Among Klemeš’ posthumous papers, the ones that did explicitly flag his death either included a note in the acknowledgments dedicating the paper to his memory or a dagger symbol (†) next to his name. 

According to the journals’ authorship guidelines, such acknowledgment doesn’t seem to be necessary most of the time. Elsevier does not have explicit instructions about deceased authors, but broadly notes authorship “should be limited to those who have made a significant contribution to the conception, design, execution or interpretation of the reported study.”

Springer Nature, also among the publishers of Klemeš’ posthumous papers, says coauthors should obtain approval from a representative to include the deceased author. The American Chemical Society, another one of the publishers, states the deceased person should be included with a note indicating the date of death – a directive followed by one of the two papers published by the society.

There’s no clear consensus either among the nonprofit organizations that help shape best practices in scholarly publishing. 

The authorship criteria recommended by the International Committee of Medical Journal Editors say authors should give “final approval of the version to be published” – potentially an impossible task for a deceased author, depending on the timing of the publication and the person’s death. The Committee on Publication Ethics (COPE), on the other hand, has given case-by-case advice. In one instance, the group recommended adding a footnote about the death and the author’s contribution. In another, it recommended connecting with a surviving partner or the person’s estate to accept the proof.

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13 thoughts on “Highly cited scientist published dozens of papers after his death”

  1. See also this PubPeer thread for a discussion on the topic. It is the closest approximation of a meaningful discussion of which I am aware.

    On a separate note, the scientific legacy of Klemeš is not unquestionable. One example is here.

  2. Raising awareness would encourage publishers and COPE to set effective guideline for deceased co-authors. For the 49 papers published since Professor Klemeš’s death his affiliation remains identical to what he used when he was alive. Sometimes the co-authors of the deceased author use alternative affiliation for the deceased author, e.g., case of Paul Erdos with the record of 73 articles after his death.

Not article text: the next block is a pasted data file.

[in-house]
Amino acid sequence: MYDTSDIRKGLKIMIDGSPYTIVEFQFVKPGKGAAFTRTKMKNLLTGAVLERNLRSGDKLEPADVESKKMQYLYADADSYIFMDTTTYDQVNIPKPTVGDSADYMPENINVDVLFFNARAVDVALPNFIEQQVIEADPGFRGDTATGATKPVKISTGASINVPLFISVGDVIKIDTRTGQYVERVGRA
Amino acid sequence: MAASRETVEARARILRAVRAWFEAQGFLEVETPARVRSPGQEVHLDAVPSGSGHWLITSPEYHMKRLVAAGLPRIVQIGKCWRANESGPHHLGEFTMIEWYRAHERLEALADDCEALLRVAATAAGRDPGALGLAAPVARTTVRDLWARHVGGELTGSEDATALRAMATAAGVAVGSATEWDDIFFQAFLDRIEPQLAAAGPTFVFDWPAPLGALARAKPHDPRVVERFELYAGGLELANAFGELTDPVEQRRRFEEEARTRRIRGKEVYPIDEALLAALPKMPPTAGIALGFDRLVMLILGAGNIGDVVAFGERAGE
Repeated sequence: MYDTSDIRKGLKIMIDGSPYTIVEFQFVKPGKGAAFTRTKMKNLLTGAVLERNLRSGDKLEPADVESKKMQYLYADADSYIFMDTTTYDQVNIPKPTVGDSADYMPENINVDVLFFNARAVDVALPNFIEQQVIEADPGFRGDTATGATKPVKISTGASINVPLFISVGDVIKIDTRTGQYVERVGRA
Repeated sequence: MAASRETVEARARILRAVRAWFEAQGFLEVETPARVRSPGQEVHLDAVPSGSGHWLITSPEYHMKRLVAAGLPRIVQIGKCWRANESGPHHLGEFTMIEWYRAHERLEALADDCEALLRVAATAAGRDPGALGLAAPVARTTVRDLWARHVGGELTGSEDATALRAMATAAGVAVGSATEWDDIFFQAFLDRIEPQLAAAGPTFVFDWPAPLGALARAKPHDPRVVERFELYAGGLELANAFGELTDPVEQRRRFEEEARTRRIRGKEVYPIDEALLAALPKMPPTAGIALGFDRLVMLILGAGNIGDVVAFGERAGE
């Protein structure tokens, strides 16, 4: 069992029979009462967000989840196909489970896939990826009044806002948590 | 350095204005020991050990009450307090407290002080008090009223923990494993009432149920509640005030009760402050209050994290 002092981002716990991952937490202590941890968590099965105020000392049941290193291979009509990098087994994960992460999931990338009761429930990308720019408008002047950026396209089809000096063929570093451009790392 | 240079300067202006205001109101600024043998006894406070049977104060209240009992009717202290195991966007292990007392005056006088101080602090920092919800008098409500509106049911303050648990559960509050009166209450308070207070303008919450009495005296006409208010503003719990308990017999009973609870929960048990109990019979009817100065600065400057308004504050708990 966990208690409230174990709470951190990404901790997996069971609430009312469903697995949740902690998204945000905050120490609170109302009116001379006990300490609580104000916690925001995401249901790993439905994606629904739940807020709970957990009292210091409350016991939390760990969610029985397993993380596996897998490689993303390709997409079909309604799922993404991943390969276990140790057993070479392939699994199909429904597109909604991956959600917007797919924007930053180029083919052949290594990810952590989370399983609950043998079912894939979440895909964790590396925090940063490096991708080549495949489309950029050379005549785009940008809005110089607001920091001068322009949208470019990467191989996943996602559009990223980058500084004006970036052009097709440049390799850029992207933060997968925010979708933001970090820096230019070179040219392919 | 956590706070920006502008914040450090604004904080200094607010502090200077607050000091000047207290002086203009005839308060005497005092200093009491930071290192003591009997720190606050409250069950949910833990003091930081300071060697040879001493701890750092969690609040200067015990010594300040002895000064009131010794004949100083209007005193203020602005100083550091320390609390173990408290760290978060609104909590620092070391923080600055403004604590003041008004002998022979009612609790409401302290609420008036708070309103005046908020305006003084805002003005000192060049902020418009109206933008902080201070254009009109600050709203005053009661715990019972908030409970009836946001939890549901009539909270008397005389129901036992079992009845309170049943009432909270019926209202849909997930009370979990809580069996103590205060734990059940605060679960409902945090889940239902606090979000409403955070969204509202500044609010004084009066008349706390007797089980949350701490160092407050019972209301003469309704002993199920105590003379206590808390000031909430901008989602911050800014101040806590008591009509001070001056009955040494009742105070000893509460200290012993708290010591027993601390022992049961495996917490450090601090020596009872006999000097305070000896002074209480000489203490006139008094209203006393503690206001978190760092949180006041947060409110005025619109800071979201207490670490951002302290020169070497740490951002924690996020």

1. The submission dates of several mentioned articles of Prof. Klemeš are before he passes away.
      In the case of Paul Erdos all the 73 articles are submitted several years after he passes away with a new affiliation, i.e., Alfred Renyi Institute.

  3. When someone passed away, it means that person is not excising anymore. Adding someone that is not excising leads to retraction. Adding a false affiliation is another ethical issue. A false affiliation and a false authorship leads to retraction.

  4. I have been on two papers where an author passed away either while it was under revenge or shortly before submission. In both cases their death was unexpected and came as a shock to us. In both cases the author list clearly stated they were deceased and in the body text we dedicated the paper to their memory. Of course we informed the editors of the situation and there was no objection. In neither case were there any later papers with posthumous authorship ascribed to that person; only to the final paper on while they had truly been a member of the team until the sudden tragedy.
    So I would consider these to have been legitimate. Dozens of papers with their name and no disclosure is clearly different.

  5. “Connecting with a surviving partner or the person’s estate to accept the proof” sounds good in theory, but if this person is one of 20 co-authors, is it really a good use of researchers’ time to demand this from them?
    Is this a priority issue? Will coming up with yet another rule or checklist to cover this fringe issue improve research integrity, or help to maximise researchers’ contribution to science and society?
    (Making this comment in a personal capacity. No COI to declare – I’m still alive.)